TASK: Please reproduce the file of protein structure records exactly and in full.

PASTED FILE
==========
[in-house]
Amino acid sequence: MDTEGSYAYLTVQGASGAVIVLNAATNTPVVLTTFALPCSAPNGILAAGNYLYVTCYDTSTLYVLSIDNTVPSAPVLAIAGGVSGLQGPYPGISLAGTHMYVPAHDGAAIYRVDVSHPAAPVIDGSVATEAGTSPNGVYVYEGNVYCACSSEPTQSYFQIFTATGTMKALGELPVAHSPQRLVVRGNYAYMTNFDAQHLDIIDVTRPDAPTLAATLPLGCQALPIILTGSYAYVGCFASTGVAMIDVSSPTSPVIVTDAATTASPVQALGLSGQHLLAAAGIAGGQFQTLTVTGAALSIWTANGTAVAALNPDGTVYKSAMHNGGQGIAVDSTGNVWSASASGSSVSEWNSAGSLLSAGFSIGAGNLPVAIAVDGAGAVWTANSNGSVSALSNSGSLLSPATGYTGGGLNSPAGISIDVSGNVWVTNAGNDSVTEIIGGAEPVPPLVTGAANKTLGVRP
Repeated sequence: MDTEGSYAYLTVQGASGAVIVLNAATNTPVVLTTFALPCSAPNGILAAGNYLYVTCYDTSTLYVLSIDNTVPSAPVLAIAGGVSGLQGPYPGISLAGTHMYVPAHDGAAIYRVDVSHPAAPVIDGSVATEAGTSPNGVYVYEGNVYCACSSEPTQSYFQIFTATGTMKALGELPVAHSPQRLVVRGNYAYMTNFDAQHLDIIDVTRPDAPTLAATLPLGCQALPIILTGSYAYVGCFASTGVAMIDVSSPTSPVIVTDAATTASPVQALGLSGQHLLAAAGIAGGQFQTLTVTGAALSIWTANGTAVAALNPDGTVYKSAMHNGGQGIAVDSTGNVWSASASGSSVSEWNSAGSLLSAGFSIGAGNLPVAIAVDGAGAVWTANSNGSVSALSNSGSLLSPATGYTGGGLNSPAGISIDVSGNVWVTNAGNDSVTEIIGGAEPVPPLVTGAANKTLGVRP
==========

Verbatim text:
[in-house]
Amino acid sequence: MDTEGSYAYLTVQGASGAVIVLNAATNTPVVLTTFALPCSAPNGILAAGNYLYVTCYDTSTLYVLSIDNTVPSAPVLAIAGGVSGLQGPYPGISLAGTHMYVPAHDGAAIYRVDVSHPAAPVIDGSVATEAGTSPNGVYVYEGNVYCACSSEPTQSYFQIFTATGTMKALGELPVAHSPQRLVVRGNYAYMTNFDAQHLDIIDVTRPDAPTLAATLPLGCQALPIILTGSYAYVGCFASTGVAMIDVSSPTSPVIVTDAATTASPVQALGLSGQHLLAAAGIAGGQFQTLTVTGAALSIWTANGTAVAALNPDGTVYKSAMHNGGQGIAVDSTGNVWSASASGSSVSEWNSAGSLLSAGFSIGAGNLPVAIAVDGAGAVWTANSNGSVSALSNSGSLLSPATGYTGGGLNSPAGISIDVSGNVWVTNAGNDSVTEIIGGAEPVPPLVTGAANKTLGVRP
Repeated sequence: MDTEGSYAYLTVQGASGAVIVLNAATNTPVVLTTFALPCSAPNGILAAGNYLYVTCYDTSTLYVLSIDNTVPSAPVLAIAGGVSGLQGPYPGISLAGTHMYVPAHDGAAIYRVDVSHPAAPVIDGSVATEAGTSPNGVYVYEGNVYCACSSEPTQSYFQIFTATGTMKALGELPVAHSPQRLVVRGNYAYMTNFDAQHLDIIDVTRPDAPTLAATLPLGCQALPIILTGSYAYVGCFASTGVAMIDVSSPTSPVIVTDAATTASPVQALGLSGQHLLAAAGIAGGQFQTLTVTGAALSIWTANGTAVAALNPDGTVYKSAMHNGGQGIAVDSTGNVWSASASGSSVSEWNSAGSLLSAGFSIGAGNLPVAIAVDGAGAVWTANSNGSVSALSNSGSLLSPATGYTGGGLNSPAGISIDVSGNVWVTNAGNDSVTEIIGGAEPVPPLVTGAANKTLGVRP